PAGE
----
• On 9 June 1970, another hijacking attempt occurred on a LOT flight from Katowice to Warsaw, but the two persons involved could be overpowered.[89]
  • On 7 August 1970, one passenger on board a LOT An-24 flying from Szczecin to Katowice forced the pilots to divert to Germany. As he did not specify his demands any further, the aircraft landed at Berlin Schönefeld Airport in East Germany, where he was arrested.[90]
  • On 19 August 1970, five passengers on board a LOT Ilyushin Il-14 en route a scheduled flight from Gdańsk to Warsaw forced the pilots to divert to Bornholm Airport.[91]
  • On 26 August 1970, three persons on board a LOT An-24 on a flight from Katowice to Warsaw demanded to be taken to Austria. The pilots returned to Katowice Airport instead, where the perpetrators were arrested.[92]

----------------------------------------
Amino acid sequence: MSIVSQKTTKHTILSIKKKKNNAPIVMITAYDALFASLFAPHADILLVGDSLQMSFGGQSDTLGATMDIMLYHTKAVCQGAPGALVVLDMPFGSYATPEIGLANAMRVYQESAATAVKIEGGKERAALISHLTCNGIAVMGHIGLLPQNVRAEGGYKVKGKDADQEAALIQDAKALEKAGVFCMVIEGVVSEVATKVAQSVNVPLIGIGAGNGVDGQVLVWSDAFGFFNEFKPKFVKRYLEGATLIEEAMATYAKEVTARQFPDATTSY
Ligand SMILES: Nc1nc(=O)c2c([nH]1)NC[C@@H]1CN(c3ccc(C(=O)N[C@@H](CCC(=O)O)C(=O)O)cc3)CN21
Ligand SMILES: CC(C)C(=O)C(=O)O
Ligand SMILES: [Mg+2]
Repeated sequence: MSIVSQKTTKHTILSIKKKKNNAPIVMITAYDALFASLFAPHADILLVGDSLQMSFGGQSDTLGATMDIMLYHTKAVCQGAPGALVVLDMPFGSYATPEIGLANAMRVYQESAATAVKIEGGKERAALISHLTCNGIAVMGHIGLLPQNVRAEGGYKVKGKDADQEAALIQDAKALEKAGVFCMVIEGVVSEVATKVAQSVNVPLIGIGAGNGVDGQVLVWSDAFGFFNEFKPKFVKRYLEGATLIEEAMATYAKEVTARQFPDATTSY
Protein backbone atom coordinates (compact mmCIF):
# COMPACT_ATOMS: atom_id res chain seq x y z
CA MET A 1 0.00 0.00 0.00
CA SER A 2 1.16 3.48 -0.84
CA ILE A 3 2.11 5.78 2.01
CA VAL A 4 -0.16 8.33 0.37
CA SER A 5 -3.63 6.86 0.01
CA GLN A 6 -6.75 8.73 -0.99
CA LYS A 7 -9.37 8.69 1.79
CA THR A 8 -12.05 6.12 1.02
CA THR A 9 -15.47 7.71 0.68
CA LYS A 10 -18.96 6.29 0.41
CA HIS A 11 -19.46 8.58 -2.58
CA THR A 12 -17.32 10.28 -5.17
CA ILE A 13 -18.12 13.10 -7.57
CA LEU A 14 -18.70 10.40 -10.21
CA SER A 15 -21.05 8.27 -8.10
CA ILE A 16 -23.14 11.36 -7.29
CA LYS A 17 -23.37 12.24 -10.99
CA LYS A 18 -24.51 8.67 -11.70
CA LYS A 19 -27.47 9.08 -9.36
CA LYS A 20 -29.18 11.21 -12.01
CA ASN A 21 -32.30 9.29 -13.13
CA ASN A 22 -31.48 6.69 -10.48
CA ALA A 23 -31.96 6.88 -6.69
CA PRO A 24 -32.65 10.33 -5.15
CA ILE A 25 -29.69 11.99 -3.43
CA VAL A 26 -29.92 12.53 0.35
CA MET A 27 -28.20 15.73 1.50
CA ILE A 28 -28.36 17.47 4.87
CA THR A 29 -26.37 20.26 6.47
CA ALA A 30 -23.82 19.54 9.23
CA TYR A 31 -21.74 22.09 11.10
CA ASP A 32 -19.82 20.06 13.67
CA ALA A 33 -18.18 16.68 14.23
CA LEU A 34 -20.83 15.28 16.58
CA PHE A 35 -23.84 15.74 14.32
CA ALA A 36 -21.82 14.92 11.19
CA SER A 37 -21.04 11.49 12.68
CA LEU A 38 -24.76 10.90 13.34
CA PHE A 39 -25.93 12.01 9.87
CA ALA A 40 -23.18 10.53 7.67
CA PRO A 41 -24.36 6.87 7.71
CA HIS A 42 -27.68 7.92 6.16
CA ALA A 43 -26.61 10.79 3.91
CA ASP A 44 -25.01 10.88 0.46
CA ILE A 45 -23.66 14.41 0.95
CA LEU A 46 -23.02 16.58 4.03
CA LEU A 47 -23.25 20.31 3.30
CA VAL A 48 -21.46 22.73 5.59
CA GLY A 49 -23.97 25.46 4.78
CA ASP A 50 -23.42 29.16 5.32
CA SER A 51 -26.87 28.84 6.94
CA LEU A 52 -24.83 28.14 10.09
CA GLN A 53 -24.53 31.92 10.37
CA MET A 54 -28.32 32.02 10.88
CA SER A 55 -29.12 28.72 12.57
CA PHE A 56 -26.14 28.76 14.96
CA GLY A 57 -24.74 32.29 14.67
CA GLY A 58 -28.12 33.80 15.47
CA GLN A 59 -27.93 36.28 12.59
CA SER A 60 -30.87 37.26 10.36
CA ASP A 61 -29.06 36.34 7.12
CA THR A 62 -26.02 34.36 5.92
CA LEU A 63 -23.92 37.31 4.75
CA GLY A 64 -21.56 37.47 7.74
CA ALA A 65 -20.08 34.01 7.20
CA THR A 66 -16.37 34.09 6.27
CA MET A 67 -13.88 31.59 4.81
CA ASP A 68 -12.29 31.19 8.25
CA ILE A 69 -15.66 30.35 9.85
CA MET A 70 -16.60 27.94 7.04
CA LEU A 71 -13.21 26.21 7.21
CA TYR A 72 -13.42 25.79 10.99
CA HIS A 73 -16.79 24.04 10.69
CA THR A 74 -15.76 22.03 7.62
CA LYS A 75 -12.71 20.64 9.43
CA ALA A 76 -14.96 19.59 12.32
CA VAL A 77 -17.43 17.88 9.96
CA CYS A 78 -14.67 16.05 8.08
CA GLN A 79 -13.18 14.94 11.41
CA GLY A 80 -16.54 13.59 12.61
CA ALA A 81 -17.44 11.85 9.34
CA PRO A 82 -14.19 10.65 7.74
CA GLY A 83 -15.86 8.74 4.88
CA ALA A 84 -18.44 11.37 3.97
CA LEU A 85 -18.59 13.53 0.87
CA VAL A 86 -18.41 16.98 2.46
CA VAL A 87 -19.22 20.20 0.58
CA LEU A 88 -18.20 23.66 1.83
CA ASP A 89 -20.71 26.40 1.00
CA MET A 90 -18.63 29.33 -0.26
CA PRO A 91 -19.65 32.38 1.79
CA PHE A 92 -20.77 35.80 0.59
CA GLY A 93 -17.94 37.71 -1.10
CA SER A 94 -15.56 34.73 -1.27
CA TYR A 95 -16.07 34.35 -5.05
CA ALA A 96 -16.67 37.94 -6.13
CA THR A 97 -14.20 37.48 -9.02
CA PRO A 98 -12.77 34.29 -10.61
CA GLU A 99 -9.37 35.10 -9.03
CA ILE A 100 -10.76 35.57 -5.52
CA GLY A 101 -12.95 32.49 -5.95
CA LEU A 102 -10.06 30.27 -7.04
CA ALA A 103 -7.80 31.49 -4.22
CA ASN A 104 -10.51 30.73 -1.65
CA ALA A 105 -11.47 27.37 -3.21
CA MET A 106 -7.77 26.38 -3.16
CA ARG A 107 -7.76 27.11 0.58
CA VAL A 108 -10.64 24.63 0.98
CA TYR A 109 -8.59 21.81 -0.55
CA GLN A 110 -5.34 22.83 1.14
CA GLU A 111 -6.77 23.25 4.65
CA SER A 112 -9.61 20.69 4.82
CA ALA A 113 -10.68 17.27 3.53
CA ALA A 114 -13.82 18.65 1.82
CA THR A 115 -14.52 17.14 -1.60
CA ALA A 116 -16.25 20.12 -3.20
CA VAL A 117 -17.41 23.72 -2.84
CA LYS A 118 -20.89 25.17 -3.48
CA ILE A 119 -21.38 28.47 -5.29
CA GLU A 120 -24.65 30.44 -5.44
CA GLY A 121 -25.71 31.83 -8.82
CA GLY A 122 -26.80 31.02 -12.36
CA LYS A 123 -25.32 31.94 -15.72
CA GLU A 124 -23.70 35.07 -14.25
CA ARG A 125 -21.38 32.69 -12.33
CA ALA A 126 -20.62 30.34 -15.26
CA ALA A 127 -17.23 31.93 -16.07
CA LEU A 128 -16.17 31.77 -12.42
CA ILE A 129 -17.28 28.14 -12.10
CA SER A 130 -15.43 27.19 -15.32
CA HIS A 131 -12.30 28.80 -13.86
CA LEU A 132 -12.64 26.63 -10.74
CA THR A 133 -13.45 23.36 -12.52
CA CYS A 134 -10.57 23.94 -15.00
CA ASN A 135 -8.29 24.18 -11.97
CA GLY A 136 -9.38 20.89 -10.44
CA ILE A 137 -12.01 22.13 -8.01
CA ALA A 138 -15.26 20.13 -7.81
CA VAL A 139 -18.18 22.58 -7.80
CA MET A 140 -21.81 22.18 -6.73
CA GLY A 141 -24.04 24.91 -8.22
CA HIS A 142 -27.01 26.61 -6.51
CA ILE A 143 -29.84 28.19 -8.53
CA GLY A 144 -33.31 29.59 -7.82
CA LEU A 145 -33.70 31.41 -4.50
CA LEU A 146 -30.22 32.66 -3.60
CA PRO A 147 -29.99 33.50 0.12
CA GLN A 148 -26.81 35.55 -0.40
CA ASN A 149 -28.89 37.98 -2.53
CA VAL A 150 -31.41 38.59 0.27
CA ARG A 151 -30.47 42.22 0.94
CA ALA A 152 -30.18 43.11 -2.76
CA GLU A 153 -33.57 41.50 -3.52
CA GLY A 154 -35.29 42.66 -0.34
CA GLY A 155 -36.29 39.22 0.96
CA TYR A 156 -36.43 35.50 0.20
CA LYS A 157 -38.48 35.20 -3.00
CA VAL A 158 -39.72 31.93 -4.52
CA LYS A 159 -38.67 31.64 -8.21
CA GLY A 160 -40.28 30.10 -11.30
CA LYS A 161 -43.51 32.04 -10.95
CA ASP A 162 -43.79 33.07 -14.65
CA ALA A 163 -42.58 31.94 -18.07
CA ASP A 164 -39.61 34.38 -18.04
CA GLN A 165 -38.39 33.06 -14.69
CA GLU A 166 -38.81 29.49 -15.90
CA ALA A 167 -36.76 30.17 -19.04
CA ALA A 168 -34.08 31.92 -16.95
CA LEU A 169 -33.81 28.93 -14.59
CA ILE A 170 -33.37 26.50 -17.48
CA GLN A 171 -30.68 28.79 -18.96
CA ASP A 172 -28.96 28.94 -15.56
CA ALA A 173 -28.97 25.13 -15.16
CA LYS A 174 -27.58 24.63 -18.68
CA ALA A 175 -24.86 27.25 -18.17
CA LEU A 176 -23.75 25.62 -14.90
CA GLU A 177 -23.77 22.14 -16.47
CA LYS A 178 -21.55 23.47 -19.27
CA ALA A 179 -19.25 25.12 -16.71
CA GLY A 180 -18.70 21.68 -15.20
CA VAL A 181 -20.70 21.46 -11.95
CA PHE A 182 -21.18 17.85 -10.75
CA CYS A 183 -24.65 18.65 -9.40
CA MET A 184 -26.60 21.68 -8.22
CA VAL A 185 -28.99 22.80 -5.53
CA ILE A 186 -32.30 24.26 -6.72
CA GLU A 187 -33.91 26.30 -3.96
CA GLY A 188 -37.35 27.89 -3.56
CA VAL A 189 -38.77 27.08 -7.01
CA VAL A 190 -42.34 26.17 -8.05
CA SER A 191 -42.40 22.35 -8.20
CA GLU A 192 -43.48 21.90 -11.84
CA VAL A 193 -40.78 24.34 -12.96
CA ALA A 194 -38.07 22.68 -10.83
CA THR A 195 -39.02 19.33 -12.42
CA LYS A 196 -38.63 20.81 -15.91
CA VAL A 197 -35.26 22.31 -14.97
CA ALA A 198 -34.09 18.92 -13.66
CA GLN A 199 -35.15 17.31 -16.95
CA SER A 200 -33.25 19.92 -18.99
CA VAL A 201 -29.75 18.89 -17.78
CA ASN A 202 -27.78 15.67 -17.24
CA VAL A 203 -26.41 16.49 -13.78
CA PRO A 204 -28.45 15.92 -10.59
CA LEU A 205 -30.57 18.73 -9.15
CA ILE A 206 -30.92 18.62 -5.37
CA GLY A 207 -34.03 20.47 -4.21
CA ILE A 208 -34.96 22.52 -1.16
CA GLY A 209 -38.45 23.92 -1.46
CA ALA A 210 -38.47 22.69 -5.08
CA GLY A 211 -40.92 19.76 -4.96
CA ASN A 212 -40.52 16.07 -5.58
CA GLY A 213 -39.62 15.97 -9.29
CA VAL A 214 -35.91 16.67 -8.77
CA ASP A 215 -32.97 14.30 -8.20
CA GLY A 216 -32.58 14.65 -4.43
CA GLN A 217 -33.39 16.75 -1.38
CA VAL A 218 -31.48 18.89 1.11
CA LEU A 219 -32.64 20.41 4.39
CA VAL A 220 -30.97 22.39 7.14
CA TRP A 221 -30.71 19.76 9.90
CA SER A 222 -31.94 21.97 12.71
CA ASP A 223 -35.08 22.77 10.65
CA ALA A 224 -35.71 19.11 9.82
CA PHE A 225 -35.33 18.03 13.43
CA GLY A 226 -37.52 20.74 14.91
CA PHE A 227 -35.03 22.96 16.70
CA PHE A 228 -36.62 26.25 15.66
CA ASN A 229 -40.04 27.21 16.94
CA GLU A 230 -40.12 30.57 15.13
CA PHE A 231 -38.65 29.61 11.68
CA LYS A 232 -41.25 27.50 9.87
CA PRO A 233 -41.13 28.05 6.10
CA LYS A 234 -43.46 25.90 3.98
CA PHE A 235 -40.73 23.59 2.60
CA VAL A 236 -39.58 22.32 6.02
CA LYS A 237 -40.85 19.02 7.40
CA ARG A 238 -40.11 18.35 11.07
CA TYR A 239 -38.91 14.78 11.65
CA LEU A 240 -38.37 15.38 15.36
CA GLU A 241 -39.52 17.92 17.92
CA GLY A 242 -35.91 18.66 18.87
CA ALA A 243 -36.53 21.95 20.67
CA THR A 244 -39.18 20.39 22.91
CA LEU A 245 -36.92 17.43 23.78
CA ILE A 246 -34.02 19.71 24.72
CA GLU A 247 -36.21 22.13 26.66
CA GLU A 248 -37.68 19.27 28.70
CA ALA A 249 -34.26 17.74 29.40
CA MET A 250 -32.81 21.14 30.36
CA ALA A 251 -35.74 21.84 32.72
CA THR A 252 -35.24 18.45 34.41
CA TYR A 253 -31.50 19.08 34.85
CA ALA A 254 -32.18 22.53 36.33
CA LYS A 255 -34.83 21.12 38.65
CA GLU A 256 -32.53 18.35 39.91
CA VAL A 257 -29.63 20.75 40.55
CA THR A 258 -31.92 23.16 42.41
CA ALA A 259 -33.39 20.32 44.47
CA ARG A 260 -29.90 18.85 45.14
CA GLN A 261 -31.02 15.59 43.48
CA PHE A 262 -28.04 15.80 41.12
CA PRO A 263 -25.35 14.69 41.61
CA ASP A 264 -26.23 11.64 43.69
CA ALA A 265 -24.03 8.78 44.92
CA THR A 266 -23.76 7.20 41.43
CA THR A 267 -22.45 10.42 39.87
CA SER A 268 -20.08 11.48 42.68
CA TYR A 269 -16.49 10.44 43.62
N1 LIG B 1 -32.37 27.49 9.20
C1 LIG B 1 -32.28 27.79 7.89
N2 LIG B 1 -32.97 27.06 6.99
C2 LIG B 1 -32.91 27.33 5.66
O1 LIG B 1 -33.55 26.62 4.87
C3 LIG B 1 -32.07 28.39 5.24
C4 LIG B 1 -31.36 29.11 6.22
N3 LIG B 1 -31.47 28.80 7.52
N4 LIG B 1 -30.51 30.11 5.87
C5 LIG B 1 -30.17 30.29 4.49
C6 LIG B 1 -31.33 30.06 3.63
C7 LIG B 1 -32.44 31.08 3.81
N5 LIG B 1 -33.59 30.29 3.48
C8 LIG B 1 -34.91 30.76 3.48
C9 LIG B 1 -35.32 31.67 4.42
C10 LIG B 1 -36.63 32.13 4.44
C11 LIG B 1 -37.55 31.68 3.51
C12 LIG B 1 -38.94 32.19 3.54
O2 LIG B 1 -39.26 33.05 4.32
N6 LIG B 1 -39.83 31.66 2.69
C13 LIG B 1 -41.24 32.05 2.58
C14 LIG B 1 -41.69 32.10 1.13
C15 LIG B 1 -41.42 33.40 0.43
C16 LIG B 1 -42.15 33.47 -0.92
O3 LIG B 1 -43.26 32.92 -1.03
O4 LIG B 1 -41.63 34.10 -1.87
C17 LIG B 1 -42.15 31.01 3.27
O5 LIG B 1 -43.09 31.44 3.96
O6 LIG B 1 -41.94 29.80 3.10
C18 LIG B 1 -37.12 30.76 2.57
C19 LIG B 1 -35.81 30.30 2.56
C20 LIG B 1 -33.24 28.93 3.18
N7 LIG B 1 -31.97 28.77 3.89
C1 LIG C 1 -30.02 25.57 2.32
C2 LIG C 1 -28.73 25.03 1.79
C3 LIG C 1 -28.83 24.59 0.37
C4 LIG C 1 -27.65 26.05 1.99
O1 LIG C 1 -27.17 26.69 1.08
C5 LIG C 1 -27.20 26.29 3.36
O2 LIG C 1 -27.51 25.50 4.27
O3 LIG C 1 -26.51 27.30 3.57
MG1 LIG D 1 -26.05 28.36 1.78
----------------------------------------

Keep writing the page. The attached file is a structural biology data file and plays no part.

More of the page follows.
• On 4 November 1976, a LOT Tupolev Tu-134 (registered SP-LHD) was forced by two passengers to leave its scheduled route from Copenhagen to Warsaw and land at Vienna International Airport instead, where they surrendered to local police forces.[93]
  • On 24 April 1977 another LOT Tu-134 (registered SP-LGA) was hijacked, this time on a flight from Kraków to Nuremberg in West Germany. The pilots returned to Kraków-Balice Airport, where the aircraft was stormed and the hijacker arrested.[94]
  • Another hijacking attempt was suppressed on 18 October 1977 on board of a LOT An-24 (registered SP-LTH) en route from Katowice to Warsaw.[95]
  • On 30 August 1978, LOT Flight 165 en route from Gdańsk to East Berlin was hijacked by two East German cititzens who forced the pilots to land the Tu-134 involved (registered SP-LGC) at Berlin Tempelhof Airport in West Berlin. Next to the hijackers, another six people decided to claim political asylum, thus making it one of the largest successful escapes over the Berlin Wall.[96]
  • On 4 December 1980, a LOT An-24 (registered SP-LTB) was hijacked during a flight from Zielona Góra to Warsaw and forced to land at Berlin-Tegel Airport.[97]